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Unity and Central Baptist Associations [TN]
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The Baptist newspaper, 1867
      And to show that the Baptist cause is still prospering in West Tennessee and Western Kentucky, I call attention to the doings of some of the associations in these bounds.

Unity Baptist Association

      Unity Association convened on Saturday before the second Sunday in September, with Walnut Grove church, in Hardman county, near Bolivar, Tennessee. Bro. W. J. Hodges preached the annual sermon with telling effect. He portrayed in burning eloquence the truth in regard to the relation that Pedobaptist societies sustain to the old mother of harlots, the Romish Church. And in the same manner he pointed out the persecuted bride, the Lamb's wife, by the prophetic word and the light of authentic history.

      Bro. L. Savage was reelected to preside as moderator of that body. He is an excellent man, good preacher, and stanch Baptist. Bro. W. A. Henry preached the missionary sermon in the house on Sabbath. He is one of those old preachers who, like Reuben Ross, got his education from the Bible while he was toiling to support his family. Bro. Reuben Day preached on Sunday evening with fine effect. He looks like a monument of the past generation. The writer preached in the Grove on Sunday to an attentive audience, in a torrent of rain, without any shelter except the streaming clouds.

      Unity Association has the right name, for the brethren do "dwell together in unity." This is as sound a body of Baptists as can be found in the land. About one hundred and fifty baptisms were reported in the letters from the churches. Many of the churches have not yet recovered from the dreadful shock of war, but they appointed Bro. J. W. York to labor as missionary in the waste places of the association; and we are informed by Bro. York that God has greatly blessed his labors, and many have been immersed by him since his appointment. The business of the association closed on Monday evening, but several brethren remained with the pastor, A. S. Dorris, and they had a glorious time indeed. The meeting lasted a week, and at the close Bro. Dorris immersed thirty-four converts, among whom was his own father and two of his sons, with a nephew. May Bro. Dorris live to see some of these young men stand up as preachers of the gospel. Why do not all our associations close with a protracted meeting? This would give them much greater influence in the communities where they are held.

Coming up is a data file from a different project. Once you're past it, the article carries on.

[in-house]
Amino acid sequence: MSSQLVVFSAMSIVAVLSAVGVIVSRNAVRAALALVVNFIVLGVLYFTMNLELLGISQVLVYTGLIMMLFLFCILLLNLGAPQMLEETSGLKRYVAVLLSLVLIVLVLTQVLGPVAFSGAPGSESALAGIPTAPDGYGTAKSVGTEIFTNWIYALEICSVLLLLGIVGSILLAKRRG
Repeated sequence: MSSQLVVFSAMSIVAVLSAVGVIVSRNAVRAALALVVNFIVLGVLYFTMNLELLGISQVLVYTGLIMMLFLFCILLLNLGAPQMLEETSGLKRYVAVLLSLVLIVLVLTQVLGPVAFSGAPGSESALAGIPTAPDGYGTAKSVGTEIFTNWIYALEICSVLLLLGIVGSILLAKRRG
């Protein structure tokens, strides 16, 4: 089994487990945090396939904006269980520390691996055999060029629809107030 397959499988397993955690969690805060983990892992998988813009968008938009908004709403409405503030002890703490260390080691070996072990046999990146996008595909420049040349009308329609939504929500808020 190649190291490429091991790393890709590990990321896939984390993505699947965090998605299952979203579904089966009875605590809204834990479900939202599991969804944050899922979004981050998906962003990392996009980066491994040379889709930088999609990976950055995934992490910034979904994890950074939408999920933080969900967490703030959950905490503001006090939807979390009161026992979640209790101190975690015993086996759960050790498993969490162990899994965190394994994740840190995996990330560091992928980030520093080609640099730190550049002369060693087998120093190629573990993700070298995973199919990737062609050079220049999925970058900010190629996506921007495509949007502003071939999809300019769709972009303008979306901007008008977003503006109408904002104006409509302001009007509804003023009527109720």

Central Baptist Association

      Central Association was held with Hopewell church, in Dyer County, Tennessee, commencing on Saturday before the third Sabbath in September. The introductory sermon was delivered by Bro. M. H. Neal, who served so long in Methodism, but is now an able defender of the Baptist cause. His theme was the Communion, and he took the true ground that the Supper was given as an institution in the kingdom of Christ, and not in the various societies set up by human invention in these latter times; and, therefore, to get the Supper we must get into the kingdom where it is found. He also showed that the people now called Baptists have existed as the churches of Jesus Christ all the time from the apostolic age down to the present. Bro. Matthew Hillsman was reelectedMethodism is gradually subsiding in the bounds of old Central, under the faithful preaching of such men as Moses Senter, M. H. Neal, R. A. Coleman, Mat. Hillsman, G. W. Allen, and J. J. Greer, with many others of the same stamp. The two missionaries in the field for this association reported for the last three months one hundred and sixty-three baptisms. We would be proud to see all the associations in West Tennessee come up to the work like Central.